Plank with shoulder taps
We want to encourage you to be active and to feel strong and energetic as you move through your day.
Each month we are featuring one exercise you can incorporate into your day as a quick movement break, or a new move to include in your personal workout.
We hope you enjoy!
This full body exercise is great to use as a warm up or as part of a strength component of your workout. When performed correctly this movement can strengthen your core, glutes, arms, and shoulders. It can also help to reduce lower back pain and improve your posture.
To perform this exercise:
- Begin in a plank or push up position with wrists directly under the shoulders. Modify to bear claw if your wrists are sore.
- Remember to cue your core breath (inhale to expand and exhale draw pelvic floor up and belly button in and up)
- Touch your left hand to right shoulder and repeat other side for 5-12 repetitions
- The goal is to reduce rocking side to side and to keep the hips and pelvis stable. Avoid holding your breath- this increases pressure on your abdomen and pelvic floor.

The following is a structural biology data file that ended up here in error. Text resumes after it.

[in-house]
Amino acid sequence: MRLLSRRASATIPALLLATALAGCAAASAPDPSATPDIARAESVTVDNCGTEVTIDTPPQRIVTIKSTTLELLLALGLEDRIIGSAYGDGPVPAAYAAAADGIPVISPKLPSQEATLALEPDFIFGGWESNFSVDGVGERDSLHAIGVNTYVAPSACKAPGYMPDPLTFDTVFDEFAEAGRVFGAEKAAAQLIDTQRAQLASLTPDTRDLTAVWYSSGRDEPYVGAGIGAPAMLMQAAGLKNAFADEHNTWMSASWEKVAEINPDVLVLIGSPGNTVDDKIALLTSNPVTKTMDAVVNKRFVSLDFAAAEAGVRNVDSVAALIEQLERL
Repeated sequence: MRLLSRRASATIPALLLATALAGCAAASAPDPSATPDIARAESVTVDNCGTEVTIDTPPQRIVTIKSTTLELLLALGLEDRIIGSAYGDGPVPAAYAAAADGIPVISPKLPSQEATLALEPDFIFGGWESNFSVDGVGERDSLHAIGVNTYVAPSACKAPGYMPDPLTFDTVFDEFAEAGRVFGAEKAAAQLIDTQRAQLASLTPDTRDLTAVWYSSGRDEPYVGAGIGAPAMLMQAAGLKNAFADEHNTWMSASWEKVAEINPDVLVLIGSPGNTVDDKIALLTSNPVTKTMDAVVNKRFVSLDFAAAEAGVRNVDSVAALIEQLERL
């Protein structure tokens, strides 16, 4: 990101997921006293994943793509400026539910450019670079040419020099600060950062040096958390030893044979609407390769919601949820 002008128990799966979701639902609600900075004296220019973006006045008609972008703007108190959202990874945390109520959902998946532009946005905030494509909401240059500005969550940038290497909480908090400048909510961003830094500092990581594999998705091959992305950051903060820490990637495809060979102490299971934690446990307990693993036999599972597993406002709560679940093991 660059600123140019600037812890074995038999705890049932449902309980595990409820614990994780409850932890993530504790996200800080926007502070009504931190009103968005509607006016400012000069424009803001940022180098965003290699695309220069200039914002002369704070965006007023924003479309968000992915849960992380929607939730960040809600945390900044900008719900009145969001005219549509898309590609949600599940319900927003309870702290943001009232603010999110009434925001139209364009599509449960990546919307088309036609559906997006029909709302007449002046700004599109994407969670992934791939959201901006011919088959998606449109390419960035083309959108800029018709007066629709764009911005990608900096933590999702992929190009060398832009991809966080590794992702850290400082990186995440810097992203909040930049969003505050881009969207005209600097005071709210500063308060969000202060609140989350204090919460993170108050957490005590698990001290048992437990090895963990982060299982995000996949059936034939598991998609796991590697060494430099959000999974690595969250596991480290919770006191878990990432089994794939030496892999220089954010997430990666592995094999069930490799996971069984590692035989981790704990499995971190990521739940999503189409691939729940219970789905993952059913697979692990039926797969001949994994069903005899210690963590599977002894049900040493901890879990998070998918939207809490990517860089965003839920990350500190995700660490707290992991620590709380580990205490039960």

Options for intensity:
If you have just had a baby and are ready to progress from core breathing, then stay in table top with knees under hips and add the upper body with the shoulder taps. You can also stay upright and use a wall to work with gravity.
Plank on your knees. Lift your toes off the floor and keep your knees on the ground. Maintain deep core connection.
Hover your knees one inch off the floor OR press up on to your toes. Take your legs a little wider than hip width apart to improve stability if on your toes. Narrow the stance for a greater challenge or elevate your feet on a stability ball or bench for added intensity.
How to incorporate your baby:
This exercise is a great way to play with baby and have them practice their tummy time. Place your baby on their tummy and move yourself back so that you and your baby can look at one another. Sing a song, or count out loud. Your baby doesn’t care what you’re saying, they just want to hear your voice.
When to avoid this exercise:
If you have just given birth or if you are not able to generate enough tension in your abdomen and connect with your pelvic floor. If you find that your body is rocking side to side, select an easier progression.
Interested in joining us?